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Courchevel Savoie France. Crash on landing

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Courchevel Savoie France. Crash on landing

Old 19th Feb 2024, 13:35
  #21 (permalink)  
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Originally Posted by punkalouver
When I looked at the picture, the first thought I had was to wonder if the wingtip hit a somewhat solid snowbank.
My thoughts too, if one could analyze better the skid marks in front of the fire truck. . Wind gust , or a tyre burst, any slight deviation at high speed and if the snowbank is higher than the wings and iced hard... ,
For me the 18 deg up slope is not the issue , but let's wait for the first crew interviews.
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Old 19th Feb 2024, 14:02
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Supposedly a short landing that resulted in a bounce and then the a/c veered of the RWY.
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Old 20th Feb 2024, 10:57
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As a matter of interest how can an airline legally operate a "charter" flight - ie public transport into an airfield with no go-around possible?
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Old 20th Feb 2024, 14:38
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Originally Posted by meleagertoo
As a matter of interest how can an airline legally operate a "charter" flight - ie public transport into an airfield with no go-around possible?
A go around is possible , there is just no procedures for it . This not unusual for altiports.. In practice, only below a certain decision height on short finals you cannot safely go around. due to the slope That's it.
BTW, in addition to a mountain qualification, you need a special approval to be allowed there if you are a public transport aircraft :
LFLJ : Public transport operations with airplanes is subject to:

- obtaining necessary approvals issued by the civil aviation authority in charge of monitoring the operator and,

- obtaining an authorization issued by the DSAC Centre Est based on a case file including approvals as referred above, operating instructions, operational limitations, TKOF and LDG procedures and engine failure procedures at TKOF related to each type of airplane concerned with the operations on this altiport.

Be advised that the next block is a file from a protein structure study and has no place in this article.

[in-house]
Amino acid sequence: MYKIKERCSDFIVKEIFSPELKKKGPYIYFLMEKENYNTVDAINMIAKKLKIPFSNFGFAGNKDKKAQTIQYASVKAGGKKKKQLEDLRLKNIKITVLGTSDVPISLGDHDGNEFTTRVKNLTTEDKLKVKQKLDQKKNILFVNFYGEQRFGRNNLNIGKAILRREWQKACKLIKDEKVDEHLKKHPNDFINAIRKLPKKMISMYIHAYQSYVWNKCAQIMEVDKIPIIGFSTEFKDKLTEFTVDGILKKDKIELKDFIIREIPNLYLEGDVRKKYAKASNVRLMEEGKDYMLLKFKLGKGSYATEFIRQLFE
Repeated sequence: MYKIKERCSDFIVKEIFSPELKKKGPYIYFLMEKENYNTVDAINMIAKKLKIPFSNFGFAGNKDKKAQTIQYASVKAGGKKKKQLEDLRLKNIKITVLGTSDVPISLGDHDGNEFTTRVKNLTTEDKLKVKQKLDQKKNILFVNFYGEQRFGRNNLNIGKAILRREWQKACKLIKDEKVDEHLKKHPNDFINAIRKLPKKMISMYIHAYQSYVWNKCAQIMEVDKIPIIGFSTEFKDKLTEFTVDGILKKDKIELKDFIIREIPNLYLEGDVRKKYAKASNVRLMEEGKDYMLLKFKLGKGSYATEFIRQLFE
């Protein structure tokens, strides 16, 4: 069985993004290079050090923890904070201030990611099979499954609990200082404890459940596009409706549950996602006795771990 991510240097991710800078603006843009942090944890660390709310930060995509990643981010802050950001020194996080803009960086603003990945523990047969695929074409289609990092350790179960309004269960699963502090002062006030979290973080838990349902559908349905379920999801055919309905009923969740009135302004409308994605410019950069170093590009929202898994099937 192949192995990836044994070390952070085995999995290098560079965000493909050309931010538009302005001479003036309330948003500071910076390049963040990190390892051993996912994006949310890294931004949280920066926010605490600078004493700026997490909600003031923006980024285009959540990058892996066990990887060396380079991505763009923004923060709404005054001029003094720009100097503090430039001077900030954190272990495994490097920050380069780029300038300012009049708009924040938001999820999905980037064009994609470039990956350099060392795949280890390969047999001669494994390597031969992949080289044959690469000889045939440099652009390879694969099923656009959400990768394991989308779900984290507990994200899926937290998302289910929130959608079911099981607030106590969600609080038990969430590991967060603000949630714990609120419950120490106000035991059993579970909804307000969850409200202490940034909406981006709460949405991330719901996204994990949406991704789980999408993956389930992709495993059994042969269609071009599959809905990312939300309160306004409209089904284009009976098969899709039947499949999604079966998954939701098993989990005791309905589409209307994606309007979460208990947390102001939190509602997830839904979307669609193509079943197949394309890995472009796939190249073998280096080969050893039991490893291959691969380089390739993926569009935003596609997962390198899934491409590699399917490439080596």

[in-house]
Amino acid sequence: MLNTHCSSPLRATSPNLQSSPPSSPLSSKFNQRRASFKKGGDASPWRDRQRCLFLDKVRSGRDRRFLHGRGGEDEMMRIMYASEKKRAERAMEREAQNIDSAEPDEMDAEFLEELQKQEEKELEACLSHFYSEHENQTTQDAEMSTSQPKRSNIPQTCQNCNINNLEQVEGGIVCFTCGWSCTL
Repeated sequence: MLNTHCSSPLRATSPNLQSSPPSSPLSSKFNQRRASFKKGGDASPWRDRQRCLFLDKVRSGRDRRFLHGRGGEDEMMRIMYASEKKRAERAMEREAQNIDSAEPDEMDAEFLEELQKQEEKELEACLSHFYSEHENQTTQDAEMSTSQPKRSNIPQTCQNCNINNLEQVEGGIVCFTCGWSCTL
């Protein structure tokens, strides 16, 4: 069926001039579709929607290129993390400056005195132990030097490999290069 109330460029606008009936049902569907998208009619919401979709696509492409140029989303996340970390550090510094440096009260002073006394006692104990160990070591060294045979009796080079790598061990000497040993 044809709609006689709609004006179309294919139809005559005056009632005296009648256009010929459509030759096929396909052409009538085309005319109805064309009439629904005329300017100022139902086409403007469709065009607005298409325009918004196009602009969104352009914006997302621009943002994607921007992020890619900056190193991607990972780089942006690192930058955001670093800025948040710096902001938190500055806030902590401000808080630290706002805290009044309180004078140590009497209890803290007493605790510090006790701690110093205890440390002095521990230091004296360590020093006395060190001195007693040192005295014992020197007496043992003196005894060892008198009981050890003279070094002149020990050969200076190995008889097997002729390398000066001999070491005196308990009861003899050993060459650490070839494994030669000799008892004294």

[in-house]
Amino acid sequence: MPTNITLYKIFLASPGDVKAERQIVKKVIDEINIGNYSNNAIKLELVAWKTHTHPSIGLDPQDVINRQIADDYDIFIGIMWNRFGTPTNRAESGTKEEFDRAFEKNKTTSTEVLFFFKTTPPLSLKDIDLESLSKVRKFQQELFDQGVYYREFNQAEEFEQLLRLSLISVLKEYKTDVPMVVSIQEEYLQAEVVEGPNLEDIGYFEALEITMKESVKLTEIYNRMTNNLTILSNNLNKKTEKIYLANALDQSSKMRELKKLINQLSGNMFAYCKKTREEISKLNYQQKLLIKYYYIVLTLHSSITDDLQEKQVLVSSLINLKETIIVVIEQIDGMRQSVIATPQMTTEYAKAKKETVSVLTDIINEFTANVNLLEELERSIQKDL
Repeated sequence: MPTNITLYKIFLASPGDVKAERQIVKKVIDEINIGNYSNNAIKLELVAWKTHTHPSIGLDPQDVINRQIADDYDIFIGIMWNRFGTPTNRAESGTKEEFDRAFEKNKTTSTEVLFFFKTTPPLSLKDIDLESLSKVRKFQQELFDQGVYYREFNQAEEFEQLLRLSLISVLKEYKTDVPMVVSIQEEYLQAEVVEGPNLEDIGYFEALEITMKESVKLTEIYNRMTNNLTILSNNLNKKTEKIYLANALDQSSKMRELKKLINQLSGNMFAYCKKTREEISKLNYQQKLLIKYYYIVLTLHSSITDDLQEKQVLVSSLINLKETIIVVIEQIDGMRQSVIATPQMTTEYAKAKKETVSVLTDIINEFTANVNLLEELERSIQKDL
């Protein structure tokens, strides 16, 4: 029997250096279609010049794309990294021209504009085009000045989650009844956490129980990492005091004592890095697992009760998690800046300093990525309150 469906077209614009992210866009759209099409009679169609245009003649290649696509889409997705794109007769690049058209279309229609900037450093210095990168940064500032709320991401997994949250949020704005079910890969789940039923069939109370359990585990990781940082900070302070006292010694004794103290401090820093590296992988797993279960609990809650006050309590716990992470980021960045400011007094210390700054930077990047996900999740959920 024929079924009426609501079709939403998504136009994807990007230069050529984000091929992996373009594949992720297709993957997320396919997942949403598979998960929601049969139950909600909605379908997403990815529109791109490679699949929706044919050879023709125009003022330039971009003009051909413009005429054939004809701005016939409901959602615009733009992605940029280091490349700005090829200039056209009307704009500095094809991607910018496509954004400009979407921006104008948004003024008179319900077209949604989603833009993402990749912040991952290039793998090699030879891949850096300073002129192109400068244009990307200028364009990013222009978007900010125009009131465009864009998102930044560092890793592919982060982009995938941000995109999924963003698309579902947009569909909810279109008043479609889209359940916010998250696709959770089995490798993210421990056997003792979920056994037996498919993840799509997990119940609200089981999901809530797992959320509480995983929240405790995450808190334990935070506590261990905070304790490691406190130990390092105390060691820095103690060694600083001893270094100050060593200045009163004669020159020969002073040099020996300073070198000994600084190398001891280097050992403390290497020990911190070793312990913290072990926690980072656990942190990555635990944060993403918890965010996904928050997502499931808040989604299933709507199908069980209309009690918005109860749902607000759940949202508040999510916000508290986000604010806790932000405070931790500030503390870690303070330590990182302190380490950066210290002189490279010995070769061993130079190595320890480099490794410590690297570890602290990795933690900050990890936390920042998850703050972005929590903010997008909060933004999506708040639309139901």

-. Users are asked to join the DSAC Centre-Est to obtain any other information enabling them to set their operating instructions for this altiport and associated limitations, and submit their requests and case files
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Old 20th Feb 2024, 14:44
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Originally Posted by meleagertoo
As a matter of interest how can an airline legally operate a "charter" flight - ie public transport into an airfield with no go-around possible?
If my memory serves me well EAPC has no AOC//OL in CAT, so I really doubt if we can call it a charter or public transport... But of course I respect your point of view.
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Old 20th Feb 2024, 22:50
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Originally Posted by meleagertoo
As a matter of interest how can an airline legally operate a "charter" flight - ie public transport into an airfield with no go-around possible?
There is no particular risk for a competent pilot. 70kt is a very slow speed, it's the same as some recreational airplanes.
This speed converts to 200ft of altitude, in terms of kinetical vs potential energy.
So, even with a complete braking failure and tyres rolling perfectly without friction, the airplane could land at courchevel and still stop within the runway.
There is no particular risk except if the throttle gets stuck to full power during the flare...
The speed is of course to be checked during the entire final.
Go around is feasible until a very late stage (but not during the flare indeed).
If you correctly aim the correct spot on the runway at the correct speed, from the moment you power back, there is no possibility of long landing.
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Old 21st Feb 2024, 12:51
  #27 (permalink)  
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https://www.facebook.com/photo/?fbid...96336950378249

This looks like a normal trailer-crane to me: would it be usual to need specialists to do this ? The other thing is that this photo was taken on Sat Feb 17th which would be one of the three busiest days of the year for traffic into Courchevel : probalby 10 hours of heavy traffic - including 6-7 hours of nose-to-tail traffic - in both directions and utterly impossible to insert something like that . Maybe they waited for night ( if the driver was still within his hours ! )

Last edited by Tartiflette Fan; 21st Feb 2024 at 13:52.
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Old 21st Feb 2024, 20:09
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Have been rated for Courchevel for years and have been there numerous times. Have seen at least a demolished PC12, a King Air Super 90 and a Turbo Twin Commander. Successfully landing there is just a matter of training and knowledge of the speeds of your A/C.

Fun fact: on take off after getting airborne your VSI shows initially 500 ft/min rate of descent...

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Old 22nd Feb 2024, 08:06
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Tartiflette Fan, canít see your FB page. As far as I can work out from the local paper they had fuel contamination to deal with so the runway was unusable. The crane appeared on the runway late afternoon and the whole operation seemed to take less than an hour. You can see it all on the altiport webcam time lapse function.

https://m.webcam-hd.com/courchevel-mairie/altiport
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